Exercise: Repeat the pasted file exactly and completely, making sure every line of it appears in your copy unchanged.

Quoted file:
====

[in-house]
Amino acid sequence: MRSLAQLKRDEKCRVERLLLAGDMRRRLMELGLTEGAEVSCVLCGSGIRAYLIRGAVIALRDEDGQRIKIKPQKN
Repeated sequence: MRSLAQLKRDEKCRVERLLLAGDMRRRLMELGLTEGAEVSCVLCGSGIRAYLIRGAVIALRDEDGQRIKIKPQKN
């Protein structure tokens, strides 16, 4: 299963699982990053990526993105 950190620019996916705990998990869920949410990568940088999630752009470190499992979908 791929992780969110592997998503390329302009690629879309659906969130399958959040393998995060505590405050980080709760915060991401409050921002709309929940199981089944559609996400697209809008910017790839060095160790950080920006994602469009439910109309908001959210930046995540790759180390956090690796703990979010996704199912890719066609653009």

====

[in-house]
Amino acid sequence: MRSLAQLKRDEKCRVERLLLAGDMRRRLMELGLTEGAEVSCVLCGSGIRAYLIRGAVIALRDEDGQRIKIKPQKN
Repeated sequence: MRSLAQLKRDEKCRVERLLLAGDMRRRLMELGLTEGAEVSCVLCGSGIRAYLIRGAVIALRDEDGQRIKIKPQKN
């Protein structure tokens, strides 16, 4: 299963699982990053990526993105 950190620019996916705990998990869920949410990568940088999630752009470190499992979908 791929992780969110592997998503390329302009690629879309659906969130399958959040393998995060505590405050980080709760915060991401409050921002709309929940199981089944559609996400697209809008910017790839060095160790950080920006994602469009439910109309908001959210930046995540790759180390956090690796703990979010996704199912890719066609653009």